China Credit – A Time Bomb?

by Patrick Liew on August 1, 2017

I chanced upon an advertisement by Temasek Holdings.

It Is interesting to note that Temasek has identified China credit as one of the three challenges to its growth.

There were no detailed explanation on how Temasek perceived this challenge and how it will impact Temasek’s investment strategies and returns in the future.

Suffice to say, there are genuine concerns about the way Chinese banks and especially smaller banks are extending cheap loans through their operations.

They are also extending these loans directly and indirectly through other entities, including trust companies and other financial institutions.

These loans, both on and off balance sheet have been mounting and will pose potential challenges to stability and growth of the Chinese economy.

In 2011, the World Economic Forum (WEF) predicted that China’s debt would increase to $20 trillion by 2020. By 2016, the debt level has arguably ballooned to $22 trillion.

In the first quarter of 2017, the added level of China’s debt is about 40 percentage points of GDP.

It’s not difficult to envisage debt level reaching $50 trillion by 2020 unless China embark on major fiscal interventions.

When the debt level reach an untenable level, it may lead to negative sentiment and financial contraction, resulting in serious damages to the Chinese economy.

These damages may even spill over to economies that are dependent on China’s stability and growth.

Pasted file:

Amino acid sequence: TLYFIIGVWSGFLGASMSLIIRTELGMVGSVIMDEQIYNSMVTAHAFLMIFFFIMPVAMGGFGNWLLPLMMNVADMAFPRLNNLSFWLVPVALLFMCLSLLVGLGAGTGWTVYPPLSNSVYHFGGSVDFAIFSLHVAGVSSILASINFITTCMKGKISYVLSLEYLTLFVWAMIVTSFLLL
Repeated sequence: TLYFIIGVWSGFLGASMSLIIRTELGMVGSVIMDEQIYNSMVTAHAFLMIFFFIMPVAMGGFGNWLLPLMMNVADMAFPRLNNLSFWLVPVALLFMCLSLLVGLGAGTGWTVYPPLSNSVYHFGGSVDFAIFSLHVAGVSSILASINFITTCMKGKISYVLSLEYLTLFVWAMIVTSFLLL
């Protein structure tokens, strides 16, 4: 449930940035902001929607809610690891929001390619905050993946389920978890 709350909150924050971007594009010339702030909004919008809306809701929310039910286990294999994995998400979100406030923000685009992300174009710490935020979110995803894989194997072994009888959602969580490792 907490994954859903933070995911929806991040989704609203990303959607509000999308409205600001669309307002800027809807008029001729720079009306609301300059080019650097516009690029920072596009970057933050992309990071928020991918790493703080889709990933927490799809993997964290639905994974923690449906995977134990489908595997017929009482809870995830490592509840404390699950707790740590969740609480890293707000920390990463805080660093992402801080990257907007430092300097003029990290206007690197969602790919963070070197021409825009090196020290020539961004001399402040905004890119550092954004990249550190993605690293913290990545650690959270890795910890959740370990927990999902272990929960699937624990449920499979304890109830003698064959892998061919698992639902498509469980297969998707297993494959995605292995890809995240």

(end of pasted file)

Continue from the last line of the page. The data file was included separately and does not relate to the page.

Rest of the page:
In the past, relatively cheap loans have been invested into infrastructure projects and over a protracted period of time.

They are estimated to be almost 50% of China’s GDP.

These infrastructure projects may not improve productivity or may take awhile to generate returns.

The questions that should be uppermost in the minds of policy makers, entrepreneurs and investors are as follows:

Can China reform its governance of the private sector and enforce discipline in the banking and financial systems?

Can the Chinese leaders control unwise spendings and manage the resulting slowing down of the economy without causing hiccups to its growth?

Can the Chinese authorities boost domestic consumptions to support the economy?

Can Chinese enterprises increase their value-creation initiatives and boost their capacity and capability in order to increase productivity and to compete with other developing nations?

Are the Chinese authorities able to sieve out loss-making investments, bearing in mind these investments can continue to be unprofitable for a long period of time before being uncovered?

Will they be able to carry out proper interventions to respond to and resolve the resulting fallouts?


I hope this message will find a place in your heart.

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